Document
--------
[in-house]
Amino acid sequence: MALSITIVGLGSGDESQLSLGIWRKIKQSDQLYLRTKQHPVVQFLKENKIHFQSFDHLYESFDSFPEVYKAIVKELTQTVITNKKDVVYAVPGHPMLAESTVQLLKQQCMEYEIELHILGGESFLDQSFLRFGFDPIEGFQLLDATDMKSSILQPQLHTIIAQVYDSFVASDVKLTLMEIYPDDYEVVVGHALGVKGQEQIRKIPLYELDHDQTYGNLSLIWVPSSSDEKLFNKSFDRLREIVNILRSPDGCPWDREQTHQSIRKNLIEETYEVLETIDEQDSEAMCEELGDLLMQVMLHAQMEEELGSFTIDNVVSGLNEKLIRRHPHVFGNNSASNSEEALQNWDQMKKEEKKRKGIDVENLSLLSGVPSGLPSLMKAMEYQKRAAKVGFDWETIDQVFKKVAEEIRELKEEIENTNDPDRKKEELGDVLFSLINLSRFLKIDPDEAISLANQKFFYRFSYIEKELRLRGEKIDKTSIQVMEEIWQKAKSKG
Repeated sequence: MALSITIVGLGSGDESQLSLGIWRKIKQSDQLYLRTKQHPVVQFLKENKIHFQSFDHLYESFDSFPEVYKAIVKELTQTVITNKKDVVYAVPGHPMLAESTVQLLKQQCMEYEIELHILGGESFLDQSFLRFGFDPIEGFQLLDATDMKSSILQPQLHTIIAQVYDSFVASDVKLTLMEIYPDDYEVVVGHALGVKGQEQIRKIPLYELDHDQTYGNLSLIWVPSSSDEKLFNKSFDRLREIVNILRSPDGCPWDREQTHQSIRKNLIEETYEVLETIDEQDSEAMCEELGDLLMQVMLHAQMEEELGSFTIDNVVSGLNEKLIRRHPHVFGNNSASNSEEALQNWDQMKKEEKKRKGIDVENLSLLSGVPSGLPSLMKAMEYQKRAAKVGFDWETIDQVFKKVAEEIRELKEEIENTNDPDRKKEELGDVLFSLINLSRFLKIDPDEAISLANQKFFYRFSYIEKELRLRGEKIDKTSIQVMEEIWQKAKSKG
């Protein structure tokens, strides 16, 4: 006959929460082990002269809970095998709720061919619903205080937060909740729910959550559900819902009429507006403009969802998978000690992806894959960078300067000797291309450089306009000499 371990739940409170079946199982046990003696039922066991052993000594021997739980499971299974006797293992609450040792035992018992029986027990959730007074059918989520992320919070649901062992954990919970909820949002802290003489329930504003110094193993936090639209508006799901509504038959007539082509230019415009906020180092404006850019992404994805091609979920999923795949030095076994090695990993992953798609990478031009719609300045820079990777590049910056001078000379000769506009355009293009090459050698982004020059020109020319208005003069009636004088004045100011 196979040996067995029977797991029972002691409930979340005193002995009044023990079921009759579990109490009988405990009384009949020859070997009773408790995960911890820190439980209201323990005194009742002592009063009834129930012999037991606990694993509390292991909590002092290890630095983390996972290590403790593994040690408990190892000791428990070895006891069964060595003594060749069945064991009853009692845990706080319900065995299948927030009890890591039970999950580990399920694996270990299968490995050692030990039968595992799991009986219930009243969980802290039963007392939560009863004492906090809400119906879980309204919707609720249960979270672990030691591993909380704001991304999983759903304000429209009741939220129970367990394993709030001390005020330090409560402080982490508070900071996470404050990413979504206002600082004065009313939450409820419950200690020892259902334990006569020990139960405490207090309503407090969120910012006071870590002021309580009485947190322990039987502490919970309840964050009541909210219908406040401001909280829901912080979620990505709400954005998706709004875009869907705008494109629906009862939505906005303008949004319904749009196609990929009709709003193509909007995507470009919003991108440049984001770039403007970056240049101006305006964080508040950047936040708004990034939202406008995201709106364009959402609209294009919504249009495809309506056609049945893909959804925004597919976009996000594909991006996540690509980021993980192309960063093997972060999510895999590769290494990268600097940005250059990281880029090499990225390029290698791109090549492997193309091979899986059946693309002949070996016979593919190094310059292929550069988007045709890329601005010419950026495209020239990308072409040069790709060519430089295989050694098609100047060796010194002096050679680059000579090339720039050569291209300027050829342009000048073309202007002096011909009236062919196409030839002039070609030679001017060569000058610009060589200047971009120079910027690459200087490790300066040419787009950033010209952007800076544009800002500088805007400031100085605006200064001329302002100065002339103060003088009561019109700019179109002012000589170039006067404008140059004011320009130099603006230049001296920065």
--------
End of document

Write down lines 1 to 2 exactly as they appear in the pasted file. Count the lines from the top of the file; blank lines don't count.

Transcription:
[in-house]
Amino acid sequence: MALSITIVGLGSGDESQLSLGIWRKIKQSDQLYLRTKQHPVVQFLKENKIHFQSFDHLYESFDSFPEVYKAIVKELTQTVITNKKDVVYAVPGHPMLAESTVQLLKQQCMEYEIELHILGGESFLDQSFLRFGFDPIEGFQLLDATDMKSSILQPQLHTIIAQVYDSFVASDVKLTLMEIYPDDYEVVVGHALGVKGQEQIRKIPLYELDHDQTYGNLSLIWVPSSSDEKLFNKSFDRLREIVNILRSPDGCPWDREQTHQSIRKNLIEETYEVLETIDEQDSEAMCEELGDLLMQVMLHAQMEEELGSFTIDNVVSGLNEKLIRRHPHVFGNNSASNSEEALQNWDQMKKEEKKRKGIDVENLSLLSGVPSGLPSLMKAMEYQKRAAKVGFDWETIDQVFKKVAEEIRELKEEIENTNDPDRKKEELGDVLFSLINLSRFLKIDPDEAISLANQKFFYRFSYIEKELRLRGEKIDKTSIQVMEEIWQKAKSKG